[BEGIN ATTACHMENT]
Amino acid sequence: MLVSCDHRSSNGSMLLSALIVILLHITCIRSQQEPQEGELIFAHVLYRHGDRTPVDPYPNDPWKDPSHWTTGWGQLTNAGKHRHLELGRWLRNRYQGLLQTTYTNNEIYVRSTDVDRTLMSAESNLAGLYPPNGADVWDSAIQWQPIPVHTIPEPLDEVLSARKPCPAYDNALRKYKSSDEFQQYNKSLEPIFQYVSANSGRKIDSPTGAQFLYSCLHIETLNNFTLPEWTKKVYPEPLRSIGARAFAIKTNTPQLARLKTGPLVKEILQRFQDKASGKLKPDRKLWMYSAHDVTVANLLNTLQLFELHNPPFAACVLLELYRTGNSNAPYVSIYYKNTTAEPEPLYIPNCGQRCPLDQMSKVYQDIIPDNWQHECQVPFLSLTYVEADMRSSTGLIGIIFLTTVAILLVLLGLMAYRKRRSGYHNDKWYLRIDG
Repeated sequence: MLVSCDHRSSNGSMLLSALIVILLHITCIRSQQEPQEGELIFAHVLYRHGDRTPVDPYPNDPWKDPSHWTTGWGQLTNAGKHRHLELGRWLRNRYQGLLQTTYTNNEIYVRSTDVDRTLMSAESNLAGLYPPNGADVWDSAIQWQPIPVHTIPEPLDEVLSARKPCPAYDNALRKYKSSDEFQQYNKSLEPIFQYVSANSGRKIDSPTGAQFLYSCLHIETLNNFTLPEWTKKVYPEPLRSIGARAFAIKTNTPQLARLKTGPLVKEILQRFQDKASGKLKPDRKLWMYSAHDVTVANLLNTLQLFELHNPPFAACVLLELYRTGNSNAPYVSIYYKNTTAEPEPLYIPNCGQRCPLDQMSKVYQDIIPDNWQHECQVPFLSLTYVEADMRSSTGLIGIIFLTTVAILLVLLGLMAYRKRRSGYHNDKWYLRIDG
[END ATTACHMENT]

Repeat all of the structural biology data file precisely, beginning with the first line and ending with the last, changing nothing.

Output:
Amino acid sequence: MLVSCDHRSSNGSMLLSALIVILLHITCIRSQQEPQEGELIFAHVLYRHGDRTPVDPYPNDPWKDPSHWTTGWGQLTNAGKHRHLELGRWLRNRYQGLLQTTYTNNEIYVRSTDVDRTLMSAESNLAGLYPPNGADVWDSAIQWQPIPVHTIPEPLDEVLSARKPCPAYDNALRKYKSSDEFQQYNKSLEPIFQYVSANSGRKIDSPTGAQFLYSCLHIETLNNFTLPEWTKKVYPEPLRSIGARAFAIKTNTPQLARLKTGPLVKEILQRFQDKASGKLKPDRKLWMYSAHDVTVANLLNTLQLFELHNPPFAACVLLELYRTGNSNAPYVSIYYKNTTAEPEPLYIPNCGQRCPLDQMSKVYQDIIPDNWQHECQVPFLSLTYVEADMRSSTGLIGIIFLTTVAILLVLLGLMAYRKRRSGYHNDKWYLRIDG
Repeated sequence: MLVSCDHRSSNGSMLLSALIVILLHITCIRSQQEPQEGELIFAHVLYRHGDRTPVDPYPNDPWKDPSHWTTGWGQLTNAGKHRHLELGRWLRNRYQGLLQTTYTNNEIYVRSTDVDRTLMSAESNLAGLYPPNGADVWDSAIQWQPIPVHTIPEPLDEVLSARKPCPAYDNALRKYKSSDEFQQYNKSLEPIFQYVSANSGRKIDSPTGAQFLYSCLHIETLNNFTLPEWTKKVYPEPLRSIGARAFAIKTNTPQLARLKTGPLVKEILQRFQDKASGKLKPDRKLWMYSAHDVTVANLLNTLQLFELHNPPFAACVLLELYRTGNSNAPYVSIYYKNTTAEPEPLYIPNCGQRCPLDQMSKVYQDIIPDNWQHECQVPFLSLTYVEADMRSSTGLIGIIFLTTVAILLVLLGLMAYRKRRSGYHNDKWYLRIDG